The prairie falcon can be seen at Custer State Park all year. This large bird has pale brown markings with a white chest, brown spots and brown bar markings. It also has a dark "mustache" mark on its face and a dark ear patch with pointed wings. View this large falcon nesting atop many cliffs throughout the park.
You can find gray jay in Custer State Park year-round. It is known to frequently approach people for food. This large gray songbird, also known as the Canada jay, is characterized by its long tail, pale gray face and forehead and a short black bill.
Ruby-crowned kinglets can be seen at Custer State Park during the summer months. It's one of the park's smallest bird. You can easily recognized the ruby-crowned kinglet by its persistent wing flicking. Its length is 3.5 to 4.3 inches with a wingspan of 6.3 to 7.1 inches. Find this tiny bird from tips of branches and barks or as it hovers around moss, conifer needles and other foliage.
You can spot the mountain bluebird at Custer State park during spring, summer and fall. Distinguishable by its brilliant sky blue color, it has a large round head, small thrush and a chunky body. It prefers open areas and prairie-forest edge with short grass, trees and shrubs. Mountain Bluebirds range from 6.3 inches to 7.9 inches in length.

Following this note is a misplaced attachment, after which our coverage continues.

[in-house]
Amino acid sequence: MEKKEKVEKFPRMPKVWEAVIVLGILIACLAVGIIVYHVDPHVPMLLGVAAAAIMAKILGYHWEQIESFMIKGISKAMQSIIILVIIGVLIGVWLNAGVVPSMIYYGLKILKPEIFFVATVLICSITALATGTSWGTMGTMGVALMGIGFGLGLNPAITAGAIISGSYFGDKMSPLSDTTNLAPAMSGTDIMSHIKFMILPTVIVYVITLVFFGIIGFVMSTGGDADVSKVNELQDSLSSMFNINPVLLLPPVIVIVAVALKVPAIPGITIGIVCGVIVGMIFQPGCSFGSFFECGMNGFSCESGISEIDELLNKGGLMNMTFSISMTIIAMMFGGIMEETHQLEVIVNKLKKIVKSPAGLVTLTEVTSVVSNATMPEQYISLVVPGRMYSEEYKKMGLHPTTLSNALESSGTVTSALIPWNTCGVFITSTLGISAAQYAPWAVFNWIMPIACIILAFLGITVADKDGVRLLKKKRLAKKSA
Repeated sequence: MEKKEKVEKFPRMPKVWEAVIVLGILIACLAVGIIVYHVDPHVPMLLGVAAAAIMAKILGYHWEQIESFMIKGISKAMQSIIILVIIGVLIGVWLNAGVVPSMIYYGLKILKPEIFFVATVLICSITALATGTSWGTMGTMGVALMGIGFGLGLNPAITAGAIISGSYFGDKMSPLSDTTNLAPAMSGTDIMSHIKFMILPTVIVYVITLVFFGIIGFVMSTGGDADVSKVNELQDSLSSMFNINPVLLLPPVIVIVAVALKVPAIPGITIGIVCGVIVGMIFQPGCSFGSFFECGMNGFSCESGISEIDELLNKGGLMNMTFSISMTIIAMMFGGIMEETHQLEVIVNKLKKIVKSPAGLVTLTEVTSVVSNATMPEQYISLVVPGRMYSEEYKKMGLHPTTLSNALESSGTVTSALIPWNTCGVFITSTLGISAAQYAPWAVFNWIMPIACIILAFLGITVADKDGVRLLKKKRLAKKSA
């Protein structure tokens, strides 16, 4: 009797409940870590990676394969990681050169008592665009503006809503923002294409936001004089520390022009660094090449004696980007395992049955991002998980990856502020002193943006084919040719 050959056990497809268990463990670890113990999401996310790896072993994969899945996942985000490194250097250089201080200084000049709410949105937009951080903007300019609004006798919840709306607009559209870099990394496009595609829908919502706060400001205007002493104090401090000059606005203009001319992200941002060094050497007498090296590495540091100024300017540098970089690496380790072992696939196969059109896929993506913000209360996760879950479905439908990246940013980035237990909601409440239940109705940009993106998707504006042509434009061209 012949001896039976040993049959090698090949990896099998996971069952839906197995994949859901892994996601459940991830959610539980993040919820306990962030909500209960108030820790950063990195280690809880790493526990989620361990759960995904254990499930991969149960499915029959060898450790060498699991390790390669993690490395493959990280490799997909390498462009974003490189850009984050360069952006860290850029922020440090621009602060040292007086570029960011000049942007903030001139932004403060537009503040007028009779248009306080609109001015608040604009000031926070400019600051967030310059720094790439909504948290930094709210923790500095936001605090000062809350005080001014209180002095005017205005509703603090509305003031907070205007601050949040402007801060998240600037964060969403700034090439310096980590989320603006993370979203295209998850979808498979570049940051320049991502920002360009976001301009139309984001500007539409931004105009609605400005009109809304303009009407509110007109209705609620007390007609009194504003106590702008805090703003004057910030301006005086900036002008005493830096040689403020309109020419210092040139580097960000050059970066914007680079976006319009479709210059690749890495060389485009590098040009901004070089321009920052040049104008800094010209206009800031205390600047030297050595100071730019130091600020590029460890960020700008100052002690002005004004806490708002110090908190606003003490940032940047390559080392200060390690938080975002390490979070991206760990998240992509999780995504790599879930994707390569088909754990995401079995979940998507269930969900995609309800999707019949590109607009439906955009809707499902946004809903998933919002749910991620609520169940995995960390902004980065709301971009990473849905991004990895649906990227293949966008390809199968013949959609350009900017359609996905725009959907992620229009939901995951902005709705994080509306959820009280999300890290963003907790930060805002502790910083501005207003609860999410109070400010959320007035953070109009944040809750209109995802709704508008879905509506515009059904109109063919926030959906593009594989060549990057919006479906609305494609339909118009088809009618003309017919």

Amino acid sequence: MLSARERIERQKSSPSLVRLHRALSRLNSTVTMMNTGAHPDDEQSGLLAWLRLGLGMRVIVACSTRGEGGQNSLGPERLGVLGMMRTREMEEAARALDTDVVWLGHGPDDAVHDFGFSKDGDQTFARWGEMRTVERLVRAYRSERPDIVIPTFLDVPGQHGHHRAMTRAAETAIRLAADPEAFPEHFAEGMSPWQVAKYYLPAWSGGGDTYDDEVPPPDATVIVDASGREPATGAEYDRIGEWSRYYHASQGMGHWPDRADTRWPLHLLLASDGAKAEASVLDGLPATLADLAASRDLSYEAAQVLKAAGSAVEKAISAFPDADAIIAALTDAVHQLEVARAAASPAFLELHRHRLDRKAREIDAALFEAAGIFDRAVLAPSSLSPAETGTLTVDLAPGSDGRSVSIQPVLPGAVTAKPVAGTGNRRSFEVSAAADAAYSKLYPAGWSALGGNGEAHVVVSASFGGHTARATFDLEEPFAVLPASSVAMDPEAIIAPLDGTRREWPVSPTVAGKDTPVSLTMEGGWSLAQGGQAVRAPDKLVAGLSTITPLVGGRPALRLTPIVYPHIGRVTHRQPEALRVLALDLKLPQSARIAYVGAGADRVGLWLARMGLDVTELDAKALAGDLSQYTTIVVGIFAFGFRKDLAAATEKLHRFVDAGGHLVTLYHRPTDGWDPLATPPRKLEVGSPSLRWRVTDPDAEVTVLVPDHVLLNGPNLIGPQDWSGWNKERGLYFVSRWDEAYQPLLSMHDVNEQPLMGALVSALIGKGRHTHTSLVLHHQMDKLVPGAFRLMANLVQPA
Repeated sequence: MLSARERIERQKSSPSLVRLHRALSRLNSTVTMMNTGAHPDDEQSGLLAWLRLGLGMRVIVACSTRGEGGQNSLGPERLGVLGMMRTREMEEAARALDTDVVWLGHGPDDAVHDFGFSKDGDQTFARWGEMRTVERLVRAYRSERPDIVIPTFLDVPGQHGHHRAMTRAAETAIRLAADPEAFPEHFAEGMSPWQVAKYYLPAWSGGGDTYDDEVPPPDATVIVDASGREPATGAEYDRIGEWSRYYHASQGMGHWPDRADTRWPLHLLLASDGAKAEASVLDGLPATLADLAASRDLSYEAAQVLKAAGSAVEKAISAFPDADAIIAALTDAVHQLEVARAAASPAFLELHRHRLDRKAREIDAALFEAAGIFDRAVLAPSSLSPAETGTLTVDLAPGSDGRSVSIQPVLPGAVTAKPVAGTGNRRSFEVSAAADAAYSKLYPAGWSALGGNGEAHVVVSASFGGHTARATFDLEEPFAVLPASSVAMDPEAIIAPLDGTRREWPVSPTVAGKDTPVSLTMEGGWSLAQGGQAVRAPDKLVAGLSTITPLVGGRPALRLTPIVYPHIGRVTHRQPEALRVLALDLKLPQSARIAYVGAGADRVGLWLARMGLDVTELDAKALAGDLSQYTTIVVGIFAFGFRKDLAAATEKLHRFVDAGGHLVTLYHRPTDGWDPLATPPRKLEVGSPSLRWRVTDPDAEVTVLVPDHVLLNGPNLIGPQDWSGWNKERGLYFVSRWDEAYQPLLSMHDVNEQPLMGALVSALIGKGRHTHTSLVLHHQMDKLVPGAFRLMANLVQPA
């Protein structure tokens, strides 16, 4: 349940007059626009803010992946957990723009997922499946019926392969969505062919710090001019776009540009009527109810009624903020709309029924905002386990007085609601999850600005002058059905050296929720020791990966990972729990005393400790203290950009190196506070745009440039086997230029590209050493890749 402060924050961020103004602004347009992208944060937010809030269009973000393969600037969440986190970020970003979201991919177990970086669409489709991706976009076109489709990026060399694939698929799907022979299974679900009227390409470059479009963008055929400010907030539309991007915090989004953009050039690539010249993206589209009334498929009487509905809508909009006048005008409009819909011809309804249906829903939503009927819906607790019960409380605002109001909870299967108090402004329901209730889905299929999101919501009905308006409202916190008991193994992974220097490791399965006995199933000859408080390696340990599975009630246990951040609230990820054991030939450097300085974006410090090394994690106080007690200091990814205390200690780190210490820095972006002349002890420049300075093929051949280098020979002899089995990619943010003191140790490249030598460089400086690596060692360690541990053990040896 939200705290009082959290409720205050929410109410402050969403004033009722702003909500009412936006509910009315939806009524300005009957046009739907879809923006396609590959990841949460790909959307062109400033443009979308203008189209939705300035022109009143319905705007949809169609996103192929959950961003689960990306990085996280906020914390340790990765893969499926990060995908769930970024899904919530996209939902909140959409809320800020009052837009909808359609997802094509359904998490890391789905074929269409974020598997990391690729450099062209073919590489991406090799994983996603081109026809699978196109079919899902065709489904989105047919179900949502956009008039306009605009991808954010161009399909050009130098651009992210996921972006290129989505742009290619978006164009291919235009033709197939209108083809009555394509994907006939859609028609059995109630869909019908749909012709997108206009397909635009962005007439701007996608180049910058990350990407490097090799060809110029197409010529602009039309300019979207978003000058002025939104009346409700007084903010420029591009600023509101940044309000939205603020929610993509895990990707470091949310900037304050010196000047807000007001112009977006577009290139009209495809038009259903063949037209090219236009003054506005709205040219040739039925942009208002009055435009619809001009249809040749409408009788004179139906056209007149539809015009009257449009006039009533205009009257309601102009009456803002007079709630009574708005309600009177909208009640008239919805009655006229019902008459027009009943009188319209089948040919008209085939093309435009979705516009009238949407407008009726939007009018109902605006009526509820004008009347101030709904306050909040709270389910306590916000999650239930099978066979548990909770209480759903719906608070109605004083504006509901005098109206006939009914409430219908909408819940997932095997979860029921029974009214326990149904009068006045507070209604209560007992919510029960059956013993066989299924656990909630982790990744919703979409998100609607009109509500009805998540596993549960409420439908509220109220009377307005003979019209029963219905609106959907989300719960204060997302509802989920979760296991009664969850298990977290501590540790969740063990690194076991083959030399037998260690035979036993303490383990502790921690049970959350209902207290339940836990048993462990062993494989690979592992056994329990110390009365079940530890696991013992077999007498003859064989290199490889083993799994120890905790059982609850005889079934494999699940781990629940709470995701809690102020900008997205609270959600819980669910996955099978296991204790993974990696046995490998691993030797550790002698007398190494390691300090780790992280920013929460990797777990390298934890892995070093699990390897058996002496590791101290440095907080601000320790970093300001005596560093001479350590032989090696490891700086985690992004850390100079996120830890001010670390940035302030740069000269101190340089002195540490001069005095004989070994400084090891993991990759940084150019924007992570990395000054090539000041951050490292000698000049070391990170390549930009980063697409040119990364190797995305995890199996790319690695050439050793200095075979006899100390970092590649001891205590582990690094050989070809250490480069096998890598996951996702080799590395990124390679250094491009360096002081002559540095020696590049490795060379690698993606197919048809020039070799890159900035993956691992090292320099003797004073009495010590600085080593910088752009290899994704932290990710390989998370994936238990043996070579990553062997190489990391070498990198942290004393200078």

The Lewis's woodpecker inhabits the park year-round. This medium-sized woodpecker can be distinguished by its gray collar and chest, dark-red face and pinkish or salmon-red belly. Its wings and tail are completely dark and free of any spots or patches. Find this woodpecker in the park's open woodlands.
You can view the western tanager in Custer State Park during spring, summer and fall. This slow-moving bird has colorful markings of yellow, red and black. Mostly yellow with dark wings, back and tail, the western tanager also has two bright wing bars. Breeding males has a plumage of an entirely red-colored head. Spot this bird in open, coniferous forested areas of the park.
Rock wren is a pale gray bird that can be found during the seasons of spring, summer and fall. This small songbird has a faintly striped throat and a long, barred tail with a thin bill. Rock wren averages 4.7 inches to 5.9 inches in length. Look for rock wren in the arid areas of the park and in places with many rock structures.
Brown creepers can be seen during the summer months, although you may have to look extra hard to find them. This bird is small and well-camouflaged with its surroundings. It also has distinctive habits, such as creeping along tree trunks and spiraling in an upward motion. To find this bird, look for its streaked white and brown upper parts, long tail and long thin bill. Brown creepers are bark forager and inhabits coniferous forests.